OIC secretary general pushes for Bangsamoro law in PH visit
MANILA, Philippines – Organization of Islamic Cooperation (OIC) Secretary General Iyad Bin Amin Madani pushed for the passage of the proposed Bangsamoro Basic Law (BBL) in a 4-day visit that ended Monday, April 20.
His visit came at a crucial stage in the peace process as Congress resumed deliberations on the proposed law months after the Mamasapano tragedy that killed 67 Filipinos, including elite cops who were arresting terrorists.
Madani said the OIC is "hopeful" that the BBL will hurdle Congress despite the recent controversies.
"We're here to say that we're all for this...now that the [Comprehensive Agreement on the Bangsamoro] has been signed and internationally witnessed.... It was not just a domestic Filipino affair. It was not just a regional affair. It was not just an OIC countries affair. The whole world was here," Madani told reporters at a press conference in Makati City on Monday.
Madani paid a courtesy call to President Benigno Aquino III in Malacañang and Senate President Franklin Drilon at the Senate on Monday.
During his visit, Madani also met with Foreign Affairs Secretary Albert del Rosario, Presidential Adviser on the Peace Process Secretary Teresita Deles, Speaker Feliciano Belmonte Jr, and other lawmakers.
Amid reports of amendments and revisions that the Senate and the House of Representatives want on the BBL, Madani called on lawmakers not to dilute the law.
"I'm sure there will be some degree of change. Our position as an organization is if it is diluted, then it will render all of this as void, as meaningless," Madani said.
"Our hope is for a timely passage of the law. Of course, we will respect everything that Congress needs to do," he added.
The OIC is an influential Muslim bloc composed of 57 states that has been involved in the peace process in Mindanao since the 1970s. It is the largest inter-governmental organization next to the United Nations.
Talks with the MNLF and the MILF
Madani became the first OIC secretary general to visit Mindanao when he flew to Davao on Saturday, April 18, to jumpstart the activation of the Bangsamoro Coordination Forum. It aims to settle the differences between the Moro Islamic Liberation Front (MILF) and the Moro National Liberation Front (MNLF).
It was the OIC that brokered the peace talks between the MNLF and the government that led to the signing of the 1976 Tripoli Agreement and the 1996 final peace pact.
The MNLF, however, maintains the government has yet to fully implement the peace deal despite the passage of a law that expanded the powers of the Autonomous Region in Muslim Mindanao (ARMM).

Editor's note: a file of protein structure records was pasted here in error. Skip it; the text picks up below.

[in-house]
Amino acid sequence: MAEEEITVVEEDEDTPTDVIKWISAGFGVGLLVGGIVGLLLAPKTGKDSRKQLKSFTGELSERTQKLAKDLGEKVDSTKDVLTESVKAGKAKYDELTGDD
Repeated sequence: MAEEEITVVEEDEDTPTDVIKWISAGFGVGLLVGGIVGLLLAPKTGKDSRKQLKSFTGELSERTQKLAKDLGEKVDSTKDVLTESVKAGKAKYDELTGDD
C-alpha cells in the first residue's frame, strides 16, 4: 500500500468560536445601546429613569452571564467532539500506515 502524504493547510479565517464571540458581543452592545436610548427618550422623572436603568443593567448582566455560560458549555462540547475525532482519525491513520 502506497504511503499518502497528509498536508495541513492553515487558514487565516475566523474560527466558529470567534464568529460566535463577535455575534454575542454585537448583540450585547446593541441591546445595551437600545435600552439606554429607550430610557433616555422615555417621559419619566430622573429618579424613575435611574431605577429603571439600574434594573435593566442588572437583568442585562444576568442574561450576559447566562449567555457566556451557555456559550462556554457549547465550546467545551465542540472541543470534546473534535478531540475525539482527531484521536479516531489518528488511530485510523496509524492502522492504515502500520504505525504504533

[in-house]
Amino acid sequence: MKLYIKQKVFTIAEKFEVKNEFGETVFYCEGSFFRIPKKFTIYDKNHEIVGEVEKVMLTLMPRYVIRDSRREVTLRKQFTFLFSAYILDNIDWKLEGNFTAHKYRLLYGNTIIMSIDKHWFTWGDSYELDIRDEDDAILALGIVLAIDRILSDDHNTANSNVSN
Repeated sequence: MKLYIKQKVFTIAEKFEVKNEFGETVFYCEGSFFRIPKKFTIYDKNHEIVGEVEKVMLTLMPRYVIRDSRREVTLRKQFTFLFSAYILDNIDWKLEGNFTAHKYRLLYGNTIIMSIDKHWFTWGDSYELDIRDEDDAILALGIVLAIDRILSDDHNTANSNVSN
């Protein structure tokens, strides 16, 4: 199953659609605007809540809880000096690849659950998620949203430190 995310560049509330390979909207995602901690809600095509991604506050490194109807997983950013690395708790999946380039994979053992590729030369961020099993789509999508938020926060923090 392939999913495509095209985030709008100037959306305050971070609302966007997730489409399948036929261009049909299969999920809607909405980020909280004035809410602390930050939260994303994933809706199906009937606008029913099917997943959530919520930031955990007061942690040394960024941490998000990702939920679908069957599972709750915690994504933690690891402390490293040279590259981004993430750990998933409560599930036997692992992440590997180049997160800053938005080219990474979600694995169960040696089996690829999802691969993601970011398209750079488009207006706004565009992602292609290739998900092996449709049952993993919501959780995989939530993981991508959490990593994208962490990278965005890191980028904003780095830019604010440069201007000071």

Meanwhile, the MILF broke away from the MNLF at the height of the conflict in the 1970s. They signed a peace accord with the government in 2014 that is now the basis of the BBL.
Madani met with MILF representatives and two MNLF groups led by former Cotabato City Vice Mayor Muslimin Sema and lawyer Randolph Parcasio, spokesperson of the faction affiliated with MNLF founding chairman Nur Misuari.
The Sema faction is supportive of the peace process, but has reservations over the BBL. The Misuari faction, meanwhile, rejects the proposed law – a position dramatized during the Zamboanga siege. (READ: Past peace pacts haunt proposed Bangsamoro law)
During the Davao meeting, the parties agreed to create a joint secretariat. Madani said the atmosphere during the meeting was "promising," and he saw the "distance narrowing" between the two rival groups.
"When you look deep down, they are all asking for the same thing. It's just a question of priorities and what to do when," Madani said.
What is the alternative?
The OIC chief echoed concerns from BBL supporters that the failure to pass the law could push rebels to join radical groups. (READ: Peace process or ISIS? Make your choice)
"We all have to ask ourselves what the alternatives are. What if this fails? What is the alternative? More tension? Tension that could lead to conflict. A feeling of desperation," Madani said.
"That would also be a good environment to produce radicalism. No one wants radicals to come and say, I told you so. Getting ahead with these agreement will put an end to these splinter groups," he added.
Madani also sought to quash speculations that the creation of the Bangsamoro autonomous region, which is designed to have greater fiscal and political powers, would be a stepping stone for secession.
He said they did not hear "a single word" about this issue from both groups during the meeting.
"It cannot be true. It is simply unrealistic. It will not only be refused by the Filipino society. The region will not allow it. Other countries will not allow it. There is simply no support," he said.
Madani earlier said the OIC will invite both the MILF and the MNLF to the 42nd OIC Council of Foreign Ministers in Kuwait on May 27.
The OIC secretary general met with Malaysia Prime Minister Najib Razak in Kuala Lumpur before flying to Manila.
The leaders discussed the status of the peace deal, according to the Office of the Presidential Adviser on the Peace Process. – Rappler.com